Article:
6. ^ Kavli, Guthorm (1987). Norges festninger. Universitetsforlaget. ISBN 82-00-18430-7.
  7. ^ Jesperson, Leon (Ed.) (2000). A Revolution from Above? The Power State of 16th and 17th Century Scandinavia. Odense University Press. ISBN 87-7838-407-9.CS1 maint: extra text: authors list (link)
  8. ^ Danielsen (et al.), 1991, p. 153
  9. ^ "Fylkespolitikerne sier ja til Trøndelag fylke" (in Norwegian). NRK. Archived from the original on 2016-08-28.
  10. ^ moderniseringsdepartementet, Kommunal- og (7 July 2017). "Regionreform". Regjeringen.no. Archived from the original on 23 March 2018. Retrieved 28 April 2018.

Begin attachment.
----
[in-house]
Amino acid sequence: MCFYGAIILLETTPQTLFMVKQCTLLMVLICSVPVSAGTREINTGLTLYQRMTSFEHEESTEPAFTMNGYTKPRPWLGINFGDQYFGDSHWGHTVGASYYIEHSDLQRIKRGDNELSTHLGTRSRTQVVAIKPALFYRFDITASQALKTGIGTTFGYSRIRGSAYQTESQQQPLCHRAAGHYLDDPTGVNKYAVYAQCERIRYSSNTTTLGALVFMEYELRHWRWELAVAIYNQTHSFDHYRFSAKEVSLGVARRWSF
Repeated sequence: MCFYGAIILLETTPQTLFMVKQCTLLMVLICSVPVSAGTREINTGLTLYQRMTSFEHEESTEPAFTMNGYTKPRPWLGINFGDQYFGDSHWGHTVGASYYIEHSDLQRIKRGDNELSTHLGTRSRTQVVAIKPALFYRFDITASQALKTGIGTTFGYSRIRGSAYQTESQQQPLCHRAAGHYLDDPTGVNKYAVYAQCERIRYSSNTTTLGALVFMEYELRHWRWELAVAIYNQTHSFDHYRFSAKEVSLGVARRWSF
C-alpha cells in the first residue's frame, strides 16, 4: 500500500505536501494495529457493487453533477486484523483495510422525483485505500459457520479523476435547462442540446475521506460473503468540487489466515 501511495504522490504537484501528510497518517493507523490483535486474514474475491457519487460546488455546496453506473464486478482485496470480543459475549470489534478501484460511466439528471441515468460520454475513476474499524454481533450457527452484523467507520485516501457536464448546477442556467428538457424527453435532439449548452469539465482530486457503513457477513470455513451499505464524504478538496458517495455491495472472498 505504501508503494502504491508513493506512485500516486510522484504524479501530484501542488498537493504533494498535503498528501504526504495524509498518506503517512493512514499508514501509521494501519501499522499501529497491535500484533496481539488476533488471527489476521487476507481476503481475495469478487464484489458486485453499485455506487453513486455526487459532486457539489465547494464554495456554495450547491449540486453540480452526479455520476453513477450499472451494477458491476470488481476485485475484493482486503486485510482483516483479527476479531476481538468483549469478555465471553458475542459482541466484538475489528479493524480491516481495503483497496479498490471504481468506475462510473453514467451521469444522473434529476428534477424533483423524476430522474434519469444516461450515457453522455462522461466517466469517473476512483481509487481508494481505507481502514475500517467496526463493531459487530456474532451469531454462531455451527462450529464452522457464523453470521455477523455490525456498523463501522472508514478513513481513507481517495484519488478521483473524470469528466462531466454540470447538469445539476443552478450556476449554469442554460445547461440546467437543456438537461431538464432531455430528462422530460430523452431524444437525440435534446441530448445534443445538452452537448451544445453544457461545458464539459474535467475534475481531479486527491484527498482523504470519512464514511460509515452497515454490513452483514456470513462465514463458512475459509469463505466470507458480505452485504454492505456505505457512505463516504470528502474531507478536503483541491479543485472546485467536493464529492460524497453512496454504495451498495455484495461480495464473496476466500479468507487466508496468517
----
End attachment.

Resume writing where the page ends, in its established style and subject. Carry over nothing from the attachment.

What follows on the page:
Bibliography

  • Danielsen, Rolf; Dyrvik, Ståle; Grønlie, Tore; Helle, Knut; Hovland, Edgar (2007) [1991]. Grunntrekk i norsk historie (1 ed.). Oslo: Universitetsforlaget. ISBN 978-82-00-21273-7.
This page was last edited on 16 January 2020, at 16:06